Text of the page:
CUYAHOGA HEIGHTS, Ohio (WJW) – Schools across the state are preparing for a return to the classroom. With that comes a plan to handle any type of emergency.
Often anaphylactic reactions to food allergies are overlooked in that planning. That’s why one Northeast Ohio non-profit is stepping up to make sure districts have the tools and training they need to prevent tragedies they know far too well.
Michael Suhy is the Cuyahoga Heights fire chief, but he’s also a dad. A dad who’s driven by the tremendous loss of his 18-year-old daughter, Allison Rose.
“After losing our daughter to a food allergic reaction, we wanted to do something to not only honor her but prevent this very preventable tragedy from happening,” Suhy said.
In Ally’s memory, Mike and his wife, Rebecca, co-founded the Allison Rose Foundation.
The goal: decrease and eliminate untimely deaths of children and young adults due to food allergies.
He said having an EpiPen on hand in an emergency makes a world of difference.
“As a paramedic, I can tell you on scene, if we’ve been on scene and someone’s been given an EpiPen, it’s an easy transition to get them to the hospital,” he said. “If not, it’s an uphill fight in the back of the ambulance if that epinephrine is delayed.”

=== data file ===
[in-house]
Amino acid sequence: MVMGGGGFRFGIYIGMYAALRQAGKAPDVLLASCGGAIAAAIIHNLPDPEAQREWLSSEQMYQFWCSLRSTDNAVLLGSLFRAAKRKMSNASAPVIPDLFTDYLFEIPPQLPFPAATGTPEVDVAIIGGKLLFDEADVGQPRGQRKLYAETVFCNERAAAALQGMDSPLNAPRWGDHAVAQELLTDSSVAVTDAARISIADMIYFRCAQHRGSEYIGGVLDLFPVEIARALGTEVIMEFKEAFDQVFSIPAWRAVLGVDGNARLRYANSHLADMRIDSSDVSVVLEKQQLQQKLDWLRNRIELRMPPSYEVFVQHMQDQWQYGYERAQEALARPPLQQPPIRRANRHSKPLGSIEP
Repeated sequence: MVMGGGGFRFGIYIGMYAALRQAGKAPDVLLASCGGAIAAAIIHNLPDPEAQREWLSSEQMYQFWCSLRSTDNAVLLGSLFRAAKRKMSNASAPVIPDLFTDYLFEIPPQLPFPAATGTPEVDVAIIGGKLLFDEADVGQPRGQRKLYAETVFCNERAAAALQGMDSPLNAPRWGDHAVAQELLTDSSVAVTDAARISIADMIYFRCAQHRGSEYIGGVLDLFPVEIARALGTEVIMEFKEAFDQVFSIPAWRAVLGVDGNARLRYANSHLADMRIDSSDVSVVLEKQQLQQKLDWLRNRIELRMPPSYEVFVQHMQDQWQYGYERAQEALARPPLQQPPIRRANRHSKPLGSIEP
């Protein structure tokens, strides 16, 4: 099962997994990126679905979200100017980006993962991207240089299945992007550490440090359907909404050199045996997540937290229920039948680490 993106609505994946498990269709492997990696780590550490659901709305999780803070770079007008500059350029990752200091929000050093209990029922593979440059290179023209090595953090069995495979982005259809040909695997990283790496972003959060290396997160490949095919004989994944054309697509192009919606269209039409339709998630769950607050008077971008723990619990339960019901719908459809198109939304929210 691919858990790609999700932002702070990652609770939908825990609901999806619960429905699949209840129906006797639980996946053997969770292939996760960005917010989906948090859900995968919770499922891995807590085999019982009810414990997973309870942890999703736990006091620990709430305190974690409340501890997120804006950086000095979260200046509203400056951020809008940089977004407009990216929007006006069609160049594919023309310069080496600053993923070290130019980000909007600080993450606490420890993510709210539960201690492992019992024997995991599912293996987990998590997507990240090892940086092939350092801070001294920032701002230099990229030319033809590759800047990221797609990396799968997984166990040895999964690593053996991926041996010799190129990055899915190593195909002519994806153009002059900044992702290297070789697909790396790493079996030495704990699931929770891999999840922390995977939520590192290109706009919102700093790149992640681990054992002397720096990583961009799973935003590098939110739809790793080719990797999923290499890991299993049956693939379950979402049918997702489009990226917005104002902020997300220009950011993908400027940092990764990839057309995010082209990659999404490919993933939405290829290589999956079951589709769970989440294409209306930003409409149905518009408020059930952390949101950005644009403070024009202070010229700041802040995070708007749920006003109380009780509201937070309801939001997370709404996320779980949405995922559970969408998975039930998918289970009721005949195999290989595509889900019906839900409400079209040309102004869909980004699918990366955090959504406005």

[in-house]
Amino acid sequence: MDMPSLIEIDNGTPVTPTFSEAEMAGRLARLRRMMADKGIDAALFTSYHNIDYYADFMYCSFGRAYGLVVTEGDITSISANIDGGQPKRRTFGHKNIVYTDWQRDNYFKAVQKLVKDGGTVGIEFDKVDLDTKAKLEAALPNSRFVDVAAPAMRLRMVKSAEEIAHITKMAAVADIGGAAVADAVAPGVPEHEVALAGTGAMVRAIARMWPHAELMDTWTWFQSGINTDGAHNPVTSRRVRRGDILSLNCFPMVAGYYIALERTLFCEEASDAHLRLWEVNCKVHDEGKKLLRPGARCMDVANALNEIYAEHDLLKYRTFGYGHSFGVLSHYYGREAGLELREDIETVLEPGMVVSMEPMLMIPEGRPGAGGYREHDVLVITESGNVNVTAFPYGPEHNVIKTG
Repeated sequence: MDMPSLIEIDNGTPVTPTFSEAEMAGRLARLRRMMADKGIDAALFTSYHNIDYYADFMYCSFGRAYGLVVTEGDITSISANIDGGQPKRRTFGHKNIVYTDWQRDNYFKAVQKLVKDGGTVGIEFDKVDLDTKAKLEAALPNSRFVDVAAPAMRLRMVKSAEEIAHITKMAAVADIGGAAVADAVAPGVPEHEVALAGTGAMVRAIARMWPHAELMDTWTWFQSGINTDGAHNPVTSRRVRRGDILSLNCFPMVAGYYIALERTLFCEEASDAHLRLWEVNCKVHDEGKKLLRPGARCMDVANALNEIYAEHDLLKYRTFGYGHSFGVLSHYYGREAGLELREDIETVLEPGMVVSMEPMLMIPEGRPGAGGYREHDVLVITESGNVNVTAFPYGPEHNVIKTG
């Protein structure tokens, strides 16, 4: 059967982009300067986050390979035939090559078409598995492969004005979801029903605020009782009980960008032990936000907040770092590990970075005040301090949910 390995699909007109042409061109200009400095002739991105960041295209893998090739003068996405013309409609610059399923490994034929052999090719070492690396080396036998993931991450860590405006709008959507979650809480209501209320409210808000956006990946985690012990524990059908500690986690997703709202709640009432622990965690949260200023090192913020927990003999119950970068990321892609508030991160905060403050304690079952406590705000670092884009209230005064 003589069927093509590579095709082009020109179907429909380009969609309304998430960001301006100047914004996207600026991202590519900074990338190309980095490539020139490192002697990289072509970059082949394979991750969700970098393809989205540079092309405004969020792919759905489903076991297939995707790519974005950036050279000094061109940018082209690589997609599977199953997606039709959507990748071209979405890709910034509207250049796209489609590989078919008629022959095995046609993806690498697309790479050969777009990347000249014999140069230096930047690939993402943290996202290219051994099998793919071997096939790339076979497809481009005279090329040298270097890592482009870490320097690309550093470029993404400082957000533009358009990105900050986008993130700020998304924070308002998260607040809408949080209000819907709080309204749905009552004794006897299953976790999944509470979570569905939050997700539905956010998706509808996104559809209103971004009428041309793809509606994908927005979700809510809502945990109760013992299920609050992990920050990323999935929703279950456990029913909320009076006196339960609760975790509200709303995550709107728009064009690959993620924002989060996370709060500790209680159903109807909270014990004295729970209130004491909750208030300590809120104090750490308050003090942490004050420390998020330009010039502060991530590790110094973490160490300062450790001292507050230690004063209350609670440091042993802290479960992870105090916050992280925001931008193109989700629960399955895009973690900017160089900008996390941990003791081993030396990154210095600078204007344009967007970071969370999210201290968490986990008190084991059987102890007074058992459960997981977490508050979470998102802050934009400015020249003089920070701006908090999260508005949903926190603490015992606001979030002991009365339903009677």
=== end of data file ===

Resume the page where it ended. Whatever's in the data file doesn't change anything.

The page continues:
Not only does the foundation provide EpiPens to schools but it also provides training to staff on how to use them. So far it has reached 75 school districts and universities.
“It’s beyond Northeast Ohio,” Suhy said. “We’re going to universities across the country now to make this happen so it’s safer for kids, knowing there’s this level of protection there.”
Cuyahoga Heights Assistant Superintendent Matt Young said it’s heartwarming to see the foundation make such a positive impact after such a tragedy.
“Being able to have these EpiPens in place allows us to provide some proactive measures,” Young said. “Should an event happen we have those on hand, and we can respond to the health and wellness need of the child.”
Kirtland Local Schools Superintendent Chad VanArnhem said the training has already paid off after a student had an allergic reaction while on a field trip last spring.
“The staff member used it on the child and possibly saved the student’s life,” VanArnhem said.
The efforts continue to give Allison’s bright spirit the chance to shine on.
“It’s a way to honor her and keep her legacy going,” Suhy said. “She wanted to be a teacher, so we’re helping people in her honor.”
The non-profit operates solely through fundraising efforts. If you’re interested in supporting their efforts, you can find out more here.